Meet The Hague Tech founder Brian Gharibaan:

"Techies need to take initiative to change society"

He’s been a serial entrepreneur since age thirteen. When he found himself at the crossroads of university and entrepreneurship, he picked the latter and never looked back. The Hague Tech founder Brian Gharibaan’s resume sparks the imagination. We checked in with him to hear his thoughts on how the tech community in The Hague is doing and where it should be headed.

“We think the potential of technology is not yet used to its fullest in Dutch society,” Brian says. “The Hague, governance city at heart, is faced with technological challenges. The tech community needs to take initiative in proactively connecting to universities, local and regional governments and the private sector. Together, we can most meaningfully build the future.”

Empowering the tech community

The Hague Tech was launched late last year. It is a brand new community space in the heart of the city that aims to unite talented companies under one roof. “We want to encourage collaboration between creative talent, business, government and research institutions,” Brian explains.

“We believe collaboration can fire up tech ideas that will change society,” he adds. To this end, The Hague Tech is cultivating a vibrant online and offline tech community by offering office space, events and workshops, as well as research and development.

“Techies need to take initiative in proactively connecting to universities, local and regional governments and the private sector. Together, we can most meaningfully build the future” – Brian Gharibaan, founder at The Hague Tech

The Hague: full of opportunity

“The City of The Hague is full of opportunity. It’s not saturated like Amsterdam and Rotterdam,” Brian argues adamantly. “The circumstances here are great to start a high-quality company. There are tons of well-educated people available to fill positions, the cost of living is low, the quality of life is amazing, the region and market are very much internationally orientated. I could go on and on.”

It’s obvious to him that The Hague would be the best pragmatic choice for many startups, but the city’s image management is lagging behind. “There’s lots of startups and scale-ups in the city, but they’re not very visible. I guess you could argue that the city’s marketing is not up-to-speed yet,” he says.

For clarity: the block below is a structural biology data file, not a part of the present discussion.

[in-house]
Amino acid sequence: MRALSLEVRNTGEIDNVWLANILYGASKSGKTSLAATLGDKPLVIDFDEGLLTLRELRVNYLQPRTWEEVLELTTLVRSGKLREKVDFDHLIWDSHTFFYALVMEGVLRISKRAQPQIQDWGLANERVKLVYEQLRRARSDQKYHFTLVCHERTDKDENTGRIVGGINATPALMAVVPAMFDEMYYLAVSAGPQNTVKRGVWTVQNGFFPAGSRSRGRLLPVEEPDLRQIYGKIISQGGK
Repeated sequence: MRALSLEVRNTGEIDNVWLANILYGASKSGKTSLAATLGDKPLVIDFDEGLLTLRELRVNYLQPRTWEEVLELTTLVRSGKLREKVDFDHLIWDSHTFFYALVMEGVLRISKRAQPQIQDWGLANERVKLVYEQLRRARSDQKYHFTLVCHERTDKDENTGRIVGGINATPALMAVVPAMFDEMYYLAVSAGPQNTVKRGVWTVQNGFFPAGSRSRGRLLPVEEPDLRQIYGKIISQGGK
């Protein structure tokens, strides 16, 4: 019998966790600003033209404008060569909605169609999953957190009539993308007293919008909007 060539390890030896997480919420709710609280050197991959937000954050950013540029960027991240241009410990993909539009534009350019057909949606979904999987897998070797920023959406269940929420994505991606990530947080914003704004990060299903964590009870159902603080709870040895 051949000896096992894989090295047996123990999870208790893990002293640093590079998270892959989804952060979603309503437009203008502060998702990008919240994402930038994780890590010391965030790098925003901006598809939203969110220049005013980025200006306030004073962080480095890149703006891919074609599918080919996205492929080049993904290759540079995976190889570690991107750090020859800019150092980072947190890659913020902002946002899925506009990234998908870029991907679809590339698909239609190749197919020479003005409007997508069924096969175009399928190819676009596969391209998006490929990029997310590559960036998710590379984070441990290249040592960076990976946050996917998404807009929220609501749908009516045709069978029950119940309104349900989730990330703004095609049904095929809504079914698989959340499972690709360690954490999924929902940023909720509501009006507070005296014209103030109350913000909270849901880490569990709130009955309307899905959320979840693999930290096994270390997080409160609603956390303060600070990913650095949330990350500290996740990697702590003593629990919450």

Space and freedom

Growing a successful economic ecosystem is about treading a fine line. “Yes, local government should take responsibility by empowering local entrepreneurs. But empowerment also means backing off at the right moment,” Brian states.

“Government should always make sure that the entrepreneurial community experiences enough space and freedom to shape their environment.” From his perspective, the Municipality of The Hague is doing a good job. “The municipality here takes a very proactive attitude. They’re always willing to listen and think along,” he extrapolates.

Market knows best

“The market knows best what the market needs. A real paradigm shift has been taking place within the municipality. It is now widely felt that the local economic ecosystem should be allowed to determine its own direction. This is a great thing.”

He’s particularly affirmative when it comes to the way in which the city goes about attracting international companies to relocate to the city. “I’m often directly consulted about companies that have been scouted. They will sincerely want to tap into my thoughts about whether a given company will add value to the local ecosystem.”

Into the future

It’s a given that many startups have a hard time moving past the startup phase. “We have a substantial lack of know-how when it comes to scaling, in The Hague, but nation-wide as well,” he says. “It would be great if the municipality would put its focus there.”

“It should make an effort to bring in this type of knowledge and expertise from abroad, from Silicon Valley, Texas, the United Kingdom. This would allow The Hague to truly distinguish itself and put itself on the map indefinitely.”